The humanitarian organisation made the call as it noted that 87 percent of the IMF Covid-19 loans are requiring developing countries to adopt tough, new austerity measures that will further exacerbate poverty and inequality.
Oxfam said its new analysis found that 13 out of the 15 IMF loan programmes negotiated during the second year of the pandemic require new austerity measures such as taxes on food and fuel or spending cuts that could put vital public services at risk.
In 2020, the IMF deployed billions in emergency loans to help developing countries cope with Covid-19, often with few conditions or none at all.
In recent times, however, the IMF has imposed austerity conditions on low-income countries, preventing equal access to vaccines.
Kenya, with more than three million people facing hunger, had in 2021 secured a $2.3 billion loan from the IMF which included a three-year public sector pay freeze and increased taxes on cooking gas and food.
However, due to imposed austerity conditions, nearly half of all households in Kenya are having to borrow food or buy it on credit.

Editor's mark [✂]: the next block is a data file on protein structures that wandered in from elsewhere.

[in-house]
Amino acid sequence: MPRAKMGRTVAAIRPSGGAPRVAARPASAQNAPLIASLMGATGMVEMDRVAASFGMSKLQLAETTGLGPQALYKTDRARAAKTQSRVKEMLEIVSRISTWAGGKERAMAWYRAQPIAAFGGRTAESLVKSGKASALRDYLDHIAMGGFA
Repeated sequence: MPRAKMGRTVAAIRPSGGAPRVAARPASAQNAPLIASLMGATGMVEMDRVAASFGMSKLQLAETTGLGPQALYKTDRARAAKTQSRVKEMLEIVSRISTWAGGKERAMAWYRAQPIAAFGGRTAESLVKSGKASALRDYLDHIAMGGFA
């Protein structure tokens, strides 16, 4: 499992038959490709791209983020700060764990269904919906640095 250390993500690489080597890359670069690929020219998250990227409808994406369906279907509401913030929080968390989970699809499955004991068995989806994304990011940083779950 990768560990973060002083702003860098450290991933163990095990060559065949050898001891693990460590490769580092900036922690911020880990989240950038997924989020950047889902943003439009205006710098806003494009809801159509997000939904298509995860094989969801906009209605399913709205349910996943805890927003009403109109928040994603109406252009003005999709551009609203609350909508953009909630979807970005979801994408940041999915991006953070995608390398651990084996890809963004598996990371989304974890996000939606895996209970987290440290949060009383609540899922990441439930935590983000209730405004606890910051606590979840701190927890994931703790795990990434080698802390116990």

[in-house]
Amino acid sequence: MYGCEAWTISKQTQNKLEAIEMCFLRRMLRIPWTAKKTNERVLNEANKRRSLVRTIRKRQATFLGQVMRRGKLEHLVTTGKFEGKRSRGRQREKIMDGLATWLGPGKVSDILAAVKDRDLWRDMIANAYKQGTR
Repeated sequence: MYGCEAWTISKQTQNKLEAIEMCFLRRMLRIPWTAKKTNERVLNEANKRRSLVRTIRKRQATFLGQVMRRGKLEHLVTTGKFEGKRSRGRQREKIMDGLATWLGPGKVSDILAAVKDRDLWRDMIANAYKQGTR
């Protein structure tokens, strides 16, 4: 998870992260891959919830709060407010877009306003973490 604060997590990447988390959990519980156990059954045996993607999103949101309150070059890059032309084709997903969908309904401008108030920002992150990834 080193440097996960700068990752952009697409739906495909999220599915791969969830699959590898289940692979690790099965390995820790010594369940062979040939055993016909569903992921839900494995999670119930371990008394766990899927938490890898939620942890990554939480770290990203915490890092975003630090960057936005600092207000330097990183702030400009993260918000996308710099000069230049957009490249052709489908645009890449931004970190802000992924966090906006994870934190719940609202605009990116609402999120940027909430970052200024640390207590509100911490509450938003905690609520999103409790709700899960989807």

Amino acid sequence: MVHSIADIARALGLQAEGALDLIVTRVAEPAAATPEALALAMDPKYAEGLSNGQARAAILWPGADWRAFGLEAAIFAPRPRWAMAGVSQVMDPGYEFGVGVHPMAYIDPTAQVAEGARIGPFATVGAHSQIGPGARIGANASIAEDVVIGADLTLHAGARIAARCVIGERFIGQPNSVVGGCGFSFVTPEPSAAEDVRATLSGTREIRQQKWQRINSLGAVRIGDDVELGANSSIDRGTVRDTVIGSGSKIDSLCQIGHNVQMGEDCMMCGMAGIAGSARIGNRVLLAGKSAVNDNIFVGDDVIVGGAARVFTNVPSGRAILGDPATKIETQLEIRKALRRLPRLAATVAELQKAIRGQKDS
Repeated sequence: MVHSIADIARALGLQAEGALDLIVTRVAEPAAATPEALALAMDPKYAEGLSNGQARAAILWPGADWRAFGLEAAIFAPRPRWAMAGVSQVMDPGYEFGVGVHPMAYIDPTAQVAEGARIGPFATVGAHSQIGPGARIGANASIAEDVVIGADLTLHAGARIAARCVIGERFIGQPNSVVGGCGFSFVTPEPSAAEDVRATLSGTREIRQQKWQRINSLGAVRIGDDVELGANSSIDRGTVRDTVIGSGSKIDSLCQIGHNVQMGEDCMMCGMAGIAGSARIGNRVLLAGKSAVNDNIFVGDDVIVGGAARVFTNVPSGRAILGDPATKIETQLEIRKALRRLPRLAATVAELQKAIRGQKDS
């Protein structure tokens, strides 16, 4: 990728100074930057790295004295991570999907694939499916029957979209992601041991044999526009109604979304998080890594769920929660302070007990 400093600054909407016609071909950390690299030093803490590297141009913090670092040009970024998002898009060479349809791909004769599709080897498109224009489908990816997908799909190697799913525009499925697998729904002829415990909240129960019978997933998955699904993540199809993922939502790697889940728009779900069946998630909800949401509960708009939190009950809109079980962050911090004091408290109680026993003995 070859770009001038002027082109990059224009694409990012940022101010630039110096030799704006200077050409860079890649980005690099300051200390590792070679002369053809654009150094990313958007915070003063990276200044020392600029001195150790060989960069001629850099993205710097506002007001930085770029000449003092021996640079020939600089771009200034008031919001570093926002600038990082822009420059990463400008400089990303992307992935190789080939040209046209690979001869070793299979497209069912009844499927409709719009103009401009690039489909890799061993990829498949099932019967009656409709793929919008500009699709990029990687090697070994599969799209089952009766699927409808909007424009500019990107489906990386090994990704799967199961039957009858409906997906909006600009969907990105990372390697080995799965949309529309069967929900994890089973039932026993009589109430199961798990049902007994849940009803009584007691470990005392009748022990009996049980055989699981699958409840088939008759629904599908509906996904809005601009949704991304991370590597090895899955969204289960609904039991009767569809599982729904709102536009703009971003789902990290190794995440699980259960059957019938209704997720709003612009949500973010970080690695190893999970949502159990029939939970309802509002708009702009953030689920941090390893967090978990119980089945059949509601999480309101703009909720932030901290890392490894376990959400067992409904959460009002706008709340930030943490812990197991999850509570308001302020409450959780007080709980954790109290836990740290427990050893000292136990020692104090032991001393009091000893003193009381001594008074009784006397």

‘This epitomises the IMF’s double standard: it is warning rich countries against austerity while forcing poorer ones into it’, Oxfam International’s Senior Policy Advisor, Nabil Abdo, said in the statement.
‘The pandemic is not over for most of the world. Rising energy bills and food prices are hurting poor countries most. They need help boosting access to basic services and social protection, not harsh conditions that kick people when they are down’.
Oxfam also noted that African governments’ ‘failure’ to tackle inequality – through support for public health care and education, workers’ rights and a fair tax system – left them woefully ill-equipped to tackle the Covid-19 pandemic.
According to Oxfam, the IMF has contributed to Africa’s challenges by consistently pushing a policy agenda that seeks to balance national budgets through cuts to public services, increases in taxes paid by the poorest, and moves to undermine labour rights and protections.
The Oxfam policy advisor advised the IMF to encourage countries to increase taxes on the wealthiest and corporations to replenish depleted coffers and shrink widening inequality.
Source: Oxfam International
Photo source: World Bank